– LiKao
    Mar 2, 2020 at 8:56
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    $\begingroup$ Deciding which prior to use is indeed a subjective task which can have a strong effect on model selection. What are your results if, instead of using the Bayes Factor, you use the BIC or the AIC ? $\endgroup$ Mar 2, 2020 at 9:24
  • $\begingroup$ The example above is just a general illustration of the effect I am observing with a much more complex model. In my actual analysis, I am using MCMC sampling with a categorical variable to actually select the model, but it is much easier to show this problem with BF. I would neither trust BIC or AIC with the actual models, because the degrees of freedom are almost impossible to estimate for these kinds of models. See also my answer here: stats.stackexchange.com/questions/313887/… $\endgroup$
    – LiKao
    Mar 2, 2020 at 9:36
  • $\begingroup$ So one part I found out about this, is that this not just a kind of identifiability issue at the core, but rather that at some parameter values the data itself becomes less indicative for any model, which is bad for classification. In general, that would not be a problem, because misclassification due to lack of evidence is in fact to be expected. The problem for me arises, because the more complex model is just in the set of model to allow the MCMC to leave participants as "unclassified", but because parameters for different groups vary, this leads to unexpected artifacts. $\endgroup$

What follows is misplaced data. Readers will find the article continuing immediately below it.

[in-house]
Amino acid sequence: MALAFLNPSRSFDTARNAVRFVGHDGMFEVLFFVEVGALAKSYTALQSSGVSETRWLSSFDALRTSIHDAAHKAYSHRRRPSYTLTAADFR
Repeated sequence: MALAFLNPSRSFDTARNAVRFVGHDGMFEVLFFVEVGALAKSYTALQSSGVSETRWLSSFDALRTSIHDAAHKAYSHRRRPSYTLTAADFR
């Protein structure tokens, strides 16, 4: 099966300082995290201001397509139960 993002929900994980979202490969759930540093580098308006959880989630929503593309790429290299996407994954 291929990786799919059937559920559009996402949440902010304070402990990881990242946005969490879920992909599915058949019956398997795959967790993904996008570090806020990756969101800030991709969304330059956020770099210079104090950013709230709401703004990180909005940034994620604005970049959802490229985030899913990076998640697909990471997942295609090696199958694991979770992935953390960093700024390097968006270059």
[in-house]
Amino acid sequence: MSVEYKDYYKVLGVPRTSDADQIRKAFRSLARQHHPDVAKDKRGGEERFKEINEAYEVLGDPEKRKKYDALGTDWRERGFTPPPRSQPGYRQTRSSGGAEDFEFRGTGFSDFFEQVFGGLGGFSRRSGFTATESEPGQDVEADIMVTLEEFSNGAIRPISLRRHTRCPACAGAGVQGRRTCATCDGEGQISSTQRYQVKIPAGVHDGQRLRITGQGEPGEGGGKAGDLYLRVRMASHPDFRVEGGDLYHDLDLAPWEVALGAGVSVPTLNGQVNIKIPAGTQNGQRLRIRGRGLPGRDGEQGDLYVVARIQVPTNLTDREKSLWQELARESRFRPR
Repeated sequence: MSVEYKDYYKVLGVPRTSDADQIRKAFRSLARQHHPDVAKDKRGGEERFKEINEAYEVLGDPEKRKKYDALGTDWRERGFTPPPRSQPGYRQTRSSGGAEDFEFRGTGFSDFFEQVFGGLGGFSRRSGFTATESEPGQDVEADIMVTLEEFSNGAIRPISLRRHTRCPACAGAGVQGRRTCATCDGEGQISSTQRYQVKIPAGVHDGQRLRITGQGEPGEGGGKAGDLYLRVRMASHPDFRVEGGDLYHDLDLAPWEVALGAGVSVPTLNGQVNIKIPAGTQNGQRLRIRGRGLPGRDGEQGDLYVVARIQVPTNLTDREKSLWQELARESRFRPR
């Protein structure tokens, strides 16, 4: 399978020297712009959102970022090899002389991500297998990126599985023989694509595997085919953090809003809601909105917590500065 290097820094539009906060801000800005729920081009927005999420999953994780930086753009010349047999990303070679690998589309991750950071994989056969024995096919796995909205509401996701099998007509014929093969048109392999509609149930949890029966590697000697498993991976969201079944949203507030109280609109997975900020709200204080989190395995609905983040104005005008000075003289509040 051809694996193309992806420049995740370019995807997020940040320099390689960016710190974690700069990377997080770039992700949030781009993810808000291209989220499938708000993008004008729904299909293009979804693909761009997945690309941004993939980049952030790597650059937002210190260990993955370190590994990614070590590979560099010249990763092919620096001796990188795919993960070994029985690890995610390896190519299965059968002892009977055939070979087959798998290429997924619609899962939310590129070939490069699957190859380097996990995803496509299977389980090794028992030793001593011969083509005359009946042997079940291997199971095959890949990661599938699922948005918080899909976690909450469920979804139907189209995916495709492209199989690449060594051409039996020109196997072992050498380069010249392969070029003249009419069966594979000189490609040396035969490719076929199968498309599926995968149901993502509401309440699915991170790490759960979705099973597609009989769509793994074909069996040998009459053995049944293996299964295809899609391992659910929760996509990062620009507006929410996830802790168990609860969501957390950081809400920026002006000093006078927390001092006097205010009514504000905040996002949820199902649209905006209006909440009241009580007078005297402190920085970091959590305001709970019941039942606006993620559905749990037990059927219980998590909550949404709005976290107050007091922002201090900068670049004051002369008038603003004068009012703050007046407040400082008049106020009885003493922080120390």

– LiKao
    Mar 2, 2020 at 10:09
  • 1
    $\begingroup$ By the way, in case you are interested, I found some interesting literature on how to estimate the complexity and the number of free parameters in a model, see for instance: Spiegelhalter, David J., et al. "Bayesian measures of model complexity and fit." Journal of the royal statistical society: Series b (statistical methodology) 64.4 (2002): 583-639. $\endgroup$ Mar 2, 2020 at 10:48